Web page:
Micah: Yeah, this was a tough one. This was a tough one. I went with Harry Potter and the Order of the Phoenix Chapter 3, “Actually, your lawn’s a piece of shit, Dursley, and so are you.”

[Everyone laughs]

Laura: I went with Harry Potter and the Order of the Phoenix Chapter 3, “Check Your Buttocks.”

[Eric and Micah laugh]

Andrew: That’s a good one, too.

Micah: Forgot all about that.

Eric: Yeah, another good Moody joke throughout. He’s very much comic relief. I went with Harry Potter and the Order of the Phoenix Chapter 3, “Pink Hair, Don’t Care.” Tonks is a punk, everybody.

Cristina: I went with Harry Potter and the Order of the Phoenix Chapter 3, “The Boy Who Sassed.”

Laura: Oh, I love it.

Andrew: Oooh, I like it. If you have any feedback about today’s discussion, email it in,, or use the contact form on You can also call us, 1-920-3-MUGGLE, or like I said earlier, record a voice memo with your phone and email it to That’s actually kind of cool because it’s higher audio quality, as we heard from Michael’s message earlier in today’s episode.


Andrew: Time now for Quizzitch.

Eric: Yes, last week’s question: What is the make and model of Nymphadora Tonks’s broom? She actually elects to tell Harry that she is riding a Comet 260. She’s impressed, mightily impressed, by his Firebolt. Congratulations to the people who submitted the correct answers over on Twitter; they include Sarah Davis, Doll Hearts, Joe Tyner, Mara Willis, OrangeGopher9, Greg and Polka, Patronus Seeker, MayorMuggle13, and Retta Gambo, among others. We are posting tweets with all of your names in them, your little… at your little…

Andrew and Micah: Handles.

Eric: Handles, thank you… handles over on Twitter now in lieu of reading everybody’s full name out on the show, just to save some time. And next week’s question is as follows: To what does Fred Weasley equate time in the next chapter? The concept of time. It’s got to be an eagle-eyed reader of Chapter 4, “Number Twelve, Grimmauld Place” to find that.

Andrew: All right, you can play Quizzitch on Twitter. Our username is @MuggleCast. We’re also on Instagram and Facebook, where we are also @MuggleCast. Please like or follow us; you’ll be able to stay up to date on on the show, the latest Harry Potter news, some behind-the-scenes looks at the shows, some fun memes that we find, etc., etc. Thank you for following us on social media. We just crossed 4,000 followers on Instagram, y’all. Woohoo! Milestone.

Eric and Micah: Woo!

Micah: Let’s go.

Andrew: [laughs] Let’s go? Where? To 5,000?

Micah: Let’s go to Boston.

Andrew: Oh. What are you doing in Boston, Micah?

Micah: Just me… no, Eric and I will be at LeakyCon Boston, just a few weeks away at this point. It is October 10-13 at the Seaport World Trade Center. And actually, we have some news; I think we can share this, right, Eric?

Andrew: Finally.

Eric: I think we can, yeah. Finally.

Micah: I think we can, yes. So there will be three main panels that Eric and myself will be participating in. Eric is actually doing a couple of others as well, which I’m sure he can talk about. But we will be doing sort of a retrospective panel called “Podcasting with Potter”; that’s going to be on October 11 from 3:15 to 4:15. We’re going to be doing a joint session with the folks over at Pottercast called “Name that Character.”

Eric: LeakyMug!

Micah: What?

Eric: [laughs] Here’s our LeakyMug, basically.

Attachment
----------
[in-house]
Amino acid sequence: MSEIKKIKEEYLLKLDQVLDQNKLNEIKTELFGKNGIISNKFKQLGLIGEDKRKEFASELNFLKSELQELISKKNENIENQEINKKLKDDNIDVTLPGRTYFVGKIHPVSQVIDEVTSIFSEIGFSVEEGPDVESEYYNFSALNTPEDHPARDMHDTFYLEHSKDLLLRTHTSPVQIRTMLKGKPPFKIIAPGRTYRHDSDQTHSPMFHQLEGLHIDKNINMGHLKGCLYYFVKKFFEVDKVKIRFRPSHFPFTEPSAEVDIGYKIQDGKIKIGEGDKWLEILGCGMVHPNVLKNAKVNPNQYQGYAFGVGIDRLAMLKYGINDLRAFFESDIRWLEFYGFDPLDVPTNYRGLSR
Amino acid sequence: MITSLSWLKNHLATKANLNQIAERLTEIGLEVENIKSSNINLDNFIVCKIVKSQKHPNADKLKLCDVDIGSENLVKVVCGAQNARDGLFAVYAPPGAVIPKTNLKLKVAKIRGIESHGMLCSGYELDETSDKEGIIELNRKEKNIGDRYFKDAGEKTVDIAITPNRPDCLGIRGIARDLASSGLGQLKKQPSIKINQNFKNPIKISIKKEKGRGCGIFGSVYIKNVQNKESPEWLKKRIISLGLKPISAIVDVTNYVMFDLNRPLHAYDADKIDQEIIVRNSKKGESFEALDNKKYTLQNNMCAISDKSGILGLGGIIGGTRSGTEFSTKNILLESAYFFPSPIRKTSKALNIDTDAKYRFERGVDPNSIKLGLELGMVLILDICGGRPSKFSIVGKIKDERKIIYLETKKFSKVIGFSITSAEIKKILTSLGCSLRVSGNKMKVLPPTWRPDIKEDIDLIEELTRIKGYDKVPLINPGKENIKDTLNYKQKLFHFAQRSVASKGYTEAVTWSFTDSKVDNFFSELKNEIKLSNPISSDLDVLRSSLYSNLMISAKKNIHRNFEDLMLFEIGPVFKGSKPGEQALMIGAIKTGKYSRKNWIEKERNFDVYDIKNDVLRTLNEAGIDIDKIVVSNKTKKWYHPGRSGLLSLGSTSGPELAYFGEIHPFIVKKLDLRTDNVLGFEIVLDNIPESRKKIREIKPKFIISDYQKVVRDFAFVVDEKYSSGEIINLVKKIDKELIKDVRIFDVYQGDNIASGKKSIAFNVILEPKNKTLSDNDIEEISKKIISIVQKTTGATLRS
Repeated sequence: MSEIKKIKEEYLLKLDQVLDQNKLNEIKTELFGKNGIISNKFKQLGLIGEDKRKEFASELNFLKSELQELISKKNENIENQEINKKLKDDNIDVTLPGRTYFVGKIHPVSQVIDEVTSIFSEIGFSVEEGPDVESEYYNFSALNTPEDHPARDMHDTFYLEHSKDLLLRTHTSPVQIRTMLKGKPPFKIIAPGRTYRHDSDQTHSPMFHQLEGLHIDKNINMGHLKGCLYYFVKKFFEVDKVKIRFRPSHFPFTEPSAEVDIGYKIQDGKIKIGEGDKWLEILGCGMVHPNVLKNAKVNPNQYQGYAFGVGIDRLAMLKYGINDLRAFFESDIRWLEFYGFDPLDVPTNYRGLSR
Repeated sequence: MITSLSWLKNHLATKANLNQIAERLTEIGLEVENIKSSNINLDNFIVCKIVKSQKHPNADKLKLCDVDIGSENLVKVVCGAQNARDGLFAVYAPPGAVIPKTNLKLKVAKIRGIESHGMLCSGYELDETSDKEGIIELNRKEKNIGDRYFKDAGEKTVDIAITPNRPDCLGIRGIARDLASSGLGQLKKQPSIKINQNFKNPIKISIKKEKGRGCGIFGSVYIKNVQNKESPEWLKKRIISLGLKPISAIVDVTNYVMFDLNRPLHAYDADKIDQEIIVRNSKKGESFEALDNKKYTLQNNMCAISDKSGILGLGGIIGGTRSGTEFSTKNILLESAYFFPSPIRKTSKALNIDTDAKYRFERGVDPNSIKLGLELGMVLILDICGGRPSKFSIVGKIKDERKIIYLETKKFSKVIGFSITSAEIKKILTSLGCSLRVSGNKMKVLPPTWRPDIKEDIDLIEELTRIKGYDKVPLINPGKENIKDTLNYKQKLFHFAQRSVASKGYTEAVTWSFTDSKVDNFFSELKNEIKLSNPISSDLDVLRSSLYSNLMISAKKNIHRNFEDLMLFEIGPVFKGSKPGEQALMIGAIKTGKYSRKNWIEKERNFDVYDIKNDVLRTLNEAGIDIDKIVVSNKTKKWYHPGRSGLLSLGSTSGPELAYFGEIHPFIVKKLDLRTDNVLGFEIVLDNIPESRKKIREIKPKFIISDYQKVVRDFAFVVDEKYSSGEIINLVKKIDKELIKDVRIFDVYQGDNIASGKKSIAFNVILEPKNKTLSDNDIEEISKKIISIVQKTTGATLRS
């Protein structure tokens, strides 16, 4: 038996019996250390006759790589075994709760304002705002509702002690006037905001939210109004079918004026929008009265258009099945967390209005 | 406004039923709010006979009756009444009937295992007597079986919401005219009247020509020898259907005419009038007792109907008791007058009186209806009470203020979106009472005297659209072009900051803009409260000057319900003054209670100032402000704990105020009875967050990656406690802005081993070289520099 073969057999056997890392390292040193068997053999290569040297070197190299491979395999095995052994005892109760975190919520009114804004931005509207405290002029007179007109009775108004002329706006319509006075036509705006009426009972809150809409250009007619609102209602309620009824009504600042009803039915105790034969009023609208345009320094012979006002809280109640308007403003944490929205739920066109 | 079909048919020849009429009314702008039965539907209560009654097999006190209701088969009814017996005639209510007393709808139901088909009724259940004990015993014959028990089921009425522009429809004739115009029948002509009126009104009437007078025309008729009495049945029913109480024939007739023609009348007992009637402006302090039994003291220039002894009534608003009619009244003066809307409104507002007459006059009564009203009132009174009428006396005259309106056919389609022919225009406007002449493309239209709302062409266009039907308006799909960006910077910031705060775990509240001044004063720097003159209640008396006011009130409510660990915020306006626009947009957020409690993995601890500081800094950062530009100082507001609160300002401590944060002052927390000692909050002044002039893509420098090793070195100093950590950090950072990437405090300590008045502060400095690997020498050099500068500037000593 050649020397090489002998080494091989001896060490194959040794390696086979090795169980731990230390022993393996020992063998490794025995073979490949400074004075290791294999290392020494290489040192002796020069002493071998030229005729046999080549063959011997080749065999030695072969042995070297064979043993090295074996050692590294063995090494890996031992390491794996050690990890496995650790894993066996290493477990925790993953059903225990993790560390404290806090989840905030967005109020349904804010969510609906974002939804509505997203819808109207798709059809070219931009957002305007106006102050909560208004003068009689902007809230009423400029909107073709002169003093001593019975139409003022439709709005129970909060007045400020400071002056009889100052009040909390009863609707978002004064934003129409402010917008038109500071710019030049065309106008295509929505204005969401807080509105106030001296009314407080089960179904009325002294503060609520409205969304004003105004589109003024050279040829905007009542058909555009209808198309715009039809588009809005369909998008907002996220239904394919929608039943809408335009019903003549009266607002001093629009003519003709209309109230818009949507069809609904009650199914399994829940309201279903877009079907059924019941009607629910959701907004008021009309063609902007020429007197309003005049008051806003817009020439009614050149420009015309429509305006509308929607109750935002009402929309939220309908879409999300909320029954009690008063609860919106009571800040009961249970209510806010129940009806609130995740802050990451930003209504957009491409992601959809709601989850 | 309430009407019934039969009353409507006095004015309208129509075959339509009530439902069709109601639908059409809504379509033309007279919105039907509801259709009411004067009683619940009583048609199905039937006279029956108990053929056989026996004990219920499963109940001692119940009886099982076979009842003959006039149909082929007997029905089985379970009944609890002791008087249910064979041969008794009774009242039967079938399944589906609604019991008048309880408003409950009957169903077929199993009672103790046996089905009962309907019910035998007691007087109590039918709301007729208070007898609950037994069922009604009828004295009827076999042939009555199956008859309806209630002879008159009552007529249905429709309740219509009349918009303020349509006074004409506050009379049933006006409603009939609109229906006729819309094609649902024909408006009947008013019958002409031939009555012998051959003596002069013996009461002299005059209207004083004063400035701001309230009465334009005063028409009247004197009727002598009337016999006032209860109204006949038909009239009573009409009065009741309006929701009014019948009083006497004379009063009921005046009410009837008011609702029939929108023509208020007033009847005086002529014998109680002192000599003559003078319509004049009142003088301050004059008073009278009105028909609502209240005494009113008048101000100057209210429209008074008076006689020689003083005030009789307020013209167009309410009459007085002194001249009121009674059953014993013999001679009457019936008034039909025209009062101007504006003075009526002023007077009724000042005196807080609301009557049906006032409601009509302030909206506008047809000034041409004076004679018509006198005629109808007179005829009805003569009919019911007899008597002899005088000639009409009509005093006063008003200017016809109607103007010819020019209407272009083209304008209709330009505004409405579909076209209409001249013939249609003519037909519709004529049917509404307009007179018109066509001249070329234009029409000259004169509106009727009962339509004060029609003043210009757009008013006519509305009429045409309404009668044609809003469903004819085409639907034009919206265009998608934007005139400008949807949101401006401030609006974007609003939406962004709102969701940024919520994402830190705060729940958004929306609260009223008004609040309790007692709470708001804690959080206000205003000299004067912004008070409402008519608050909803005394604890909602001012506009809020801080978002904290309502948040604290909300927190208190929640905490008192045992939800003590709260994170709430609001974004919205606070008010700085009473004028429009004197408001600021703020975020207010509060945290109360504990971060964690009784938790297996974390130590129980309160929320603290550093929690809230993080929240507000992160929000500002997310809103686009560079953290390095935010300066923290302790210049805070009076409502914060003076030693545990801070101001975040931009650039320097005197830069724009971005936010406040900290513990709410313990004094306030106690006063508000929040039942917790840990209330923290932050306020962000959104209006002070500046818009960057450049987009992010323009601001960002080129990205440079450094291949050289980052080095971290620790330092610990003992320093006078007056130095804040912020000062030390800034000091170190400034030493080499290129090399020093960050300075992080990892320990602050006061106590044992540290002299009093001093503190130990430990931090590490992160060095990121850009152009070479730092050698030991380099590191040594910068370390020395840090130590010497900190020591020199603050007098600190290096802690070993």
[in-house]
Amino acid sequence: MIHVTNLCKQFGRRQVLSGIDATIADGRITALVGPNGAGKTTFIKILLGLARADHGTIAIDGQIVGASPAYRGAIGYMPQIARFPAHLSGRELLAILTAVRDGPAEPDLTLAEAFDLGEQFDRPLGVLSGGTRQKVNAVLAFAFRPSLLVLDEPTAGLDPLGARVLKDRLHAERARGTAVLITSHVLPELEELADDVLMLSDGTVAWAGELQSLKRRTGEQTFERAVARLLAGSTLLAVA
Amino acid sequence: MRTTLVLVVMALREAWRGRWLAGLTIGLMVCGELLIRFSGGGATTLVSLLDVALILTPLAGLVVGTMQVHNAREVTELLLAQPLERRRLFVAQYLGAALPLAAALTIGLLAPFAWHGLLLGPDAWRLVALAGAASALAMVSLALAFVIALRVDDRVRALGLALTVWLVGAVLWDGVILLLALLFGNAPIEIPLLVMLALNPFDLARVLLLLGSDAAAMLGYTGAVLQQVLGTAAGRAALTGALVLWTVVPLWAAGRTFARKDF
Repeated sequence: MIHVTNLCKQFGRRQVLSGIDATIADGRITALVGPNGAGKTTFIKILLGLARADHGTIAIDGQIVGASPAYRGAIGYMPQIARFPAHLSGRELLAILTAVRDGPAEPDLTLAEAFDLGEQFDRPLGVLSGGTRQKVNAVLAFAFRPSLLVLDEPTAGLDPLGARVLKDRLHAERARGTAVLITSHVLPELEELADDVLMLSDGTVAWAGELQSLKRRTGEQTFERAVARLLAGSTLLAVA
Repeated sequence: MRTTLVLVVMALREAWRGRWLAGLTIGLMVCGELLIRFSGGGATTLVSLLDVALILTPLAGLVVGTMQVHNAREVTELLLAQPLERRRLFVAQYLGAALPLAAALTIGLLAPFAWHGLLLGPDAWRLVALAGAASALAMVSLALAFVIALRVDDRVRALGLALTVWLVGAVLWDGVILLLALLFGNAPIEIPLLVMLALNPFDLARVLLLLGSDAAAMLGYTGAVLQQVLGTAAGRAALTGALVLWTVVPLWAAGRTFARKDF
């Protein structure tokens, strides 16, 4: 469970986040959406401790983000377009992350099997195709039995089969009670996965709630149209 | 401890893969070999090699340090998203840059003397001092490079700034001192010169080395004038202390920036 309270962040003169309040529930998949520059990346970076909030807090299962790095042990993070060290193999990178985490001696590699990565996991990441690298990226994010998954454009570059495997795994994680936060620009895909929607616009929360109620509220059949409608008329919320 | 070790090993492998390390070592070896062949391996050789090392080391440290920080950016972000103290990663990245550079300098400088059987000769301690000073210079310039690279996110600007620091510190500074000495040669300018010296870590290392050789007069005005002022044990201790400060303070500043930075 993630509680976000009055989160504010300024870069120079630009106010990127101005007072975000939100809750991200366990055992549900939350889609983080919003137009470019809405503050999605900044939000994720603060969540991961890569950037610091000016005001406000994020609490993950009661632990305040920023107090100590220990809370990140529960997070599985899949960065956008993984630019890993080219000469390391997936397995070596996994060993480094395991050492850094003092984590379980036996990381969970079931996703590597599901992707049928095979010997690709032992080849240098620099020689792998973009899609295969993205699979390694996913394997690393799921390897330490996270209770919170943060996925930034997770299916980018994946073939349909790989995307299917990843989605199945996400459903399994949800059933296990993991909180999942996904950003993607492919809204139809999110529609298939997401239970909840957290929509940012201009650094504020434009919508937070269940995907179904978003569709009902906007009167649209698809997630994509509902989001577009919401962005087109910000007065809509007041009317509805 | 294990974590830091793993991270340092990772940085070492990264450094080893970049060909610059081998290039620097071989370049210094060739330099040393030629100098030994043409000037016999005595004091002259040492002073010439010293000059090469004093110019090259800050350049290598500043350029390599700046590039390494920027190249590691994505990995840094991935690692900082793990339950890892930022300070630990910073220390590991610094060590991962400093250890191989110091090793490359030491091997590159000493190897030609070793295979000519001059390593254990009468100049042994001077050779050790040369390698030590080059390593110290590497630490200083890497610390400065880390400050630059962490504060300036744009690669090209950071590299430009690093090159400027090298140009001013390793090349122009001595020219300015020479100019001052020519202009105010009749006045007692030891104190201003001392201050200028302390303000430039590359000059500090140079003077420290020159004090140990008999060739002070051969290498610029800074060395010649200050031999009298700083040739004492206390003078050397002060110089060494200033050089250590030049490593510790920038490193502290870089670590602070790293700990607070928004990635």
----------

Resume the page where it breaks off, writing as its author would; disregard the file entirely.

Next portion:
Micah: Yes. You know what? Actually, we haven’t talked about this, but we should mix the teams up. It shouldn’t just be us versus Pottercast. We should have fun with it.

Eric: No, it should absolutely be us. This is the old rivalry. We have to put in a good… do you not want to work with me? Is that the problem?

Micah: Well, we need a third.

[Eric laughs]

Micah: We can’t just be three on two. We need to find a third.

Eric: We’ll get an audience member.

Micah: We’ll get an audience member, okay. That will be on Saturday from 3:15 to 4:15, and then our live MuggleCast will be taking place on Sunday the 13th, 11:30 to 12:30. All of the things that we’ve just mentioned actually will be on the main stage, and we will be joined – thanks to Eric for making this happen, also thanks for Leaky for letting us do this – we’ll be joined by Chris Rankin, who played Percy Weasley in the Potter series, and we’re looking forward to that. So our live show will be 11:30 to 12:30 on Sunday, and then, of course, we’re going to set up some time to do a MuggleCast meetup sometime throughout the weekend. Details still to be determined there, but we can finally announce what we’re going to be doing at LeakyCon in Boston.

Eric: Yeah, super exciting. Something Friday, Saturday, and Sunday for all of you who are joining. If you want to get tickets and you still haven’t, use our discount code “Muggle” to get $10 off. And all of those times Micah read are subject to change until the day of.

Micah: Of course.

Eric: But it’s important to know roughly what we’re doing and when we’re doing it, so super excited, and I’ll talk about my other panels later.

Andrew: If you can’t make it there but want more MuggleCast, check us out on Patreon: We just released a new bonus MuggleCast, which finds us discussing what Dudley heard and felt when the Dementors attacked. We had a good discussion there last week. We do two bonus MuggleCasts per month, plus you get access to our recording studio. We stream live as we record each episode, so you also get some early access. And if you want even earlier access, you can get access to our show notes a few days in advance of each episode, so you can see what we’re working on. You also have the chance to co-host MuggleCast like Cristina did today. Thanks for joining us, Cristina.

Cristina: Oh, it was totally worth it. I was so looking forward to this.

Andrew: Good, it sounds like you had a good time, and you threw in some great thoughts during our discussion as well, so we really appreciate that. Thank you for contributing to MuggleCast in always.

Cristina: Always.

[Andrew and Micah laugh]

Andrew: All right, thank you, everybody, for listening. I’m Andrew.

Eric: I’m Eric.

Micah: I’m Micah.

Laura: I’m Laura.

Cristina: And I’m Cristina.

Andrew: Bye, everybody.

Laura: See ya.

Eric and Micah: Bye.